Steven Kwan

Oregon State's Steven Kwan watches his third-inning drive down the left field foul line. Although the third base umpire called the ball foul, a video replay showed it hit fair. Neither Pat Casey nor the umpire crew called for a replay view of the play.

Mark Ylen, Mid-Valley Media

OMAHA, Neb. — Oregon State appeared to be in business.

With two on and one out in Friday’s College World Series matchup with LSU, Steven Kwan lined a third-inning Alex Lange offering down the left-field line. Kwan’s drive hit off the top of the fence, just below the pole, splitting the yellow line for a likely run-scoring double.

But third base umpire Danny Collins saw things differently.

Collins immediately threw his hands into the air, signaling foul ball. Neither OSU coach Pat Casey nor Collins, the crew chief, asked for the controversial play to be reviewed.

Kwan ended up flying out as the Beavers plated just one third-inning run en route to a 3-1 loss at TD Ameritrade Park. Fourth-seeded LSU (51-18) and No. 1 OSU (56-5) will play again on Saturday for a berth in the CWS championship series.

“I was just rounding second and from my point of view, it looked like it was fair,” said sophomore Cadyn Grenier, who started the play on first. “I thought I saw it hit the yellow that’s painted up on the wall. Apparently the umpire thought otherwise.”

Kwan was caught off guard by how far his liner traveled. The sophomore outfielder said he didn’t get a good look at the ball.

“I actually missed the bag (at first) as I saw the left fielder run back,” Kwan said. “So I went to go touch the bag and I saw the guy call it foul. I saw nothing else after that.”

Michael Gretler, who began the play on second, had his head down and didn’t see the ball carom off the wall.

With OSU occupying the third-base dugout, Casey’s view was also blocked.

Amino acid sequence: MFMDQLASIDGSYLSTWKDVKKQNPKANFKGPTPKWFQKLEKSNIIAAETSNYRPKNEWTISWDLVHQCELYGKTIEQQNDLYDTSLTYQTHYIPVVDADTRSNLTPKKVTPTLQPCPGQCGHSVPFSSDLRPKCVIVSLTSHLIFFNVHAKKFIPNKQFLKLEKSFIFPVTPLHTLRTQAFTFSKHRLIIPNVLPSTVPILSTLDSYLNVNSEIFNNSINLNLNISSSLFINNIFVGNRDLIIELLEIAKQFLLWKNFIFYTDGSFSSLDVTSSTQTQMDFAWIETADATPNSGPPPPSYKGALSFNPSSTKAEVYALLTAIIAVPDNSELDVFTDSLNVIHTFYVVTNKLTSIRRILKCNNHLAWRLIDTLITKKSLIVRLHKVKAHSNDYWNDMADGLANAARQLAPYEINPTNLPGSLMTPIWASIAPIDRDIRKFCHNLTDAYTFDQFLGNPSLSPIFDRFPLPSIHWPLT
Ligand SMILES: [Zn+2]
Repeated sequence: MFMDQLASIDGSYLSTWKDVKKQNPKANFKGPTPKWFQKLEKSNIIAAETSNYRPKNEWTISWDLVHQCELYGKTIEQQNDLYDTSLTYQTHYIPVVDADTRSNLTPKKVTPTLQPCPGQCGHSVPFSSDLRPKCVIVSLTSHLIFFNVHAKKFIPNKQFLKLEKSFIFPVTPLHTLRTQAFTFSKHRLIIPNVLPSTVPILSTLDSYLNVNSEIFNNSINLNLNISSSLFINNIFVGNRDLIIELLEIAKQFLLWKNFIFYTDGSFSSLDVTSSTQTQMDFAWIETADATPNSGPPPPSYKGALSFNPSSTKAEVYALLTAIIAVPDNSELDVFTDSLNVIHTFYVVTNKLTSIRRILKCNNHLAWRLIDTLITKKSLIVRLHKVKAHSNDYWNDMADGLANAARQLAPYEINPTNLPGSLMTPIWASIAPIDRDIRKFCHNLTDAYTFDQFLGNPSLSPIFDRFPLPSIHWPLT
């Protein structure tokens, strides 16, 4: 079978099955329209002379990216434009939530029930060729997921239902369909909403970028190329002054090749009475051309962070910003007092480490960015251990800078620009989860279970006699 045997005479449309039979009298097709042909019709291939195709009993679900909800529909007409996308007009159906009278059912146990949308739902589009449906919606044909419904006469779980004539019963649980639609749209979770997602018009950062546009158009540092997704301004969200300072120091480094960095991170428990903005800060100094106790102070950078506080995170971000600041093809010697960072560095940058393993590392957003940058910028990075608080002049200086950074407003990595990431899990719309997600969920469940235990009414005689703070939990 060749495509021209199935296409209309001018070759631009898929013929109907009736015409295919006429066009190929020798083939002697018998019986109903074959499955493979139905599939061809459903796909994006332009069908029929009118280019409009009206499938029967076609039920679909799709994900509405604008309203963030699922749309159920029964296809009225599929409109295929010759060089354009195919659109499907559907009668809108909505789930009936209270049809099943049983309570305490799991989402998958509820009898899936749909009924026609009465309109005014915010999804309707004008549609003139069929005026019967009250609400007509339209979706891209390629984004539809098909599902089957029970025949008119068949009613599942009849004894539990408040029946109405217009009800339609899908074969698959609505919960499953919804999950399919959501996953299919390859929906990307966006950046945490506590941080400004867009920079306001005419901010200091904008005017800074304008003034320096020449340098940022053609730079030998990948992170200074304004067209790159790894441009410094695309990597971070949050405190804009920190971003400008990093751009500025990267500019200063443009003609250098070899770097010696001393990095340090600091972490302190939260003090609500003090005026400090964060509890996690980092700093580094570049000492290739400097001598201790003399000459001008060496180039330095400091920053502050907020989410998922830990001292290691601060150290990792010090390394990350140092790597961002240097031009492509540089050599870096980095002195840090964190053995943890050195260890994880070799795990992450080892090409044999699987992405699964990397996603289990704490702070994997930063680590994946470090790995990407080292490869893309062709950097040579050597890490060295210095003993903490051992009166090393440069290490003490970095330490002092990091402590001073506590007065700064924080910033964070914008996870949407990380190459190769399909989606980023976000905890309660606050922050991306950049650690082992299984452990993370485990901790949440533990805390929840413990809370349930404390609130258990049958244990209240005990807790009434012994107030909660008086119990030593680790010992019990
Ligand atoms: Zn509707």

“I should have asked for a review,” Casey said. “My understanding from the NCAA is the crew chief should have asked for a review. But I can ask for a review, and I didn't. And I should have. That's on me.

“I don't know how that would have affected things, but it certainly would have put us in a pretty good position, that's for sure.”

The NCAA released a statement after the game that said the play was reviewable.

“Per our replay protocol, either the head coach may come out onto the field and request the crew to get together or the umpire crew may get together on their own if they feel a review is warranted,” the statement said. “In either situation, it is the sole authority of the crew chief to decide if any play is to go to review.

“Nothing happened on this play that triggered a review.”

Had instant replay been enacted, the umpires would’ve used their discretion to place the runners as if the call had been fair. Gretler would’ve undoubtedly been awarded home with Grenier having an argument as well.  

Instead, Kwan had to return to the batter’s box.

“I thought it was foul,” Lange said. “But coming back and what I heard in the dugout, it might have been fair. So I'm just glad they called it foul. Obviously that's a pretty big situation.”

The Tigers allowed just one hit the rest of the game.

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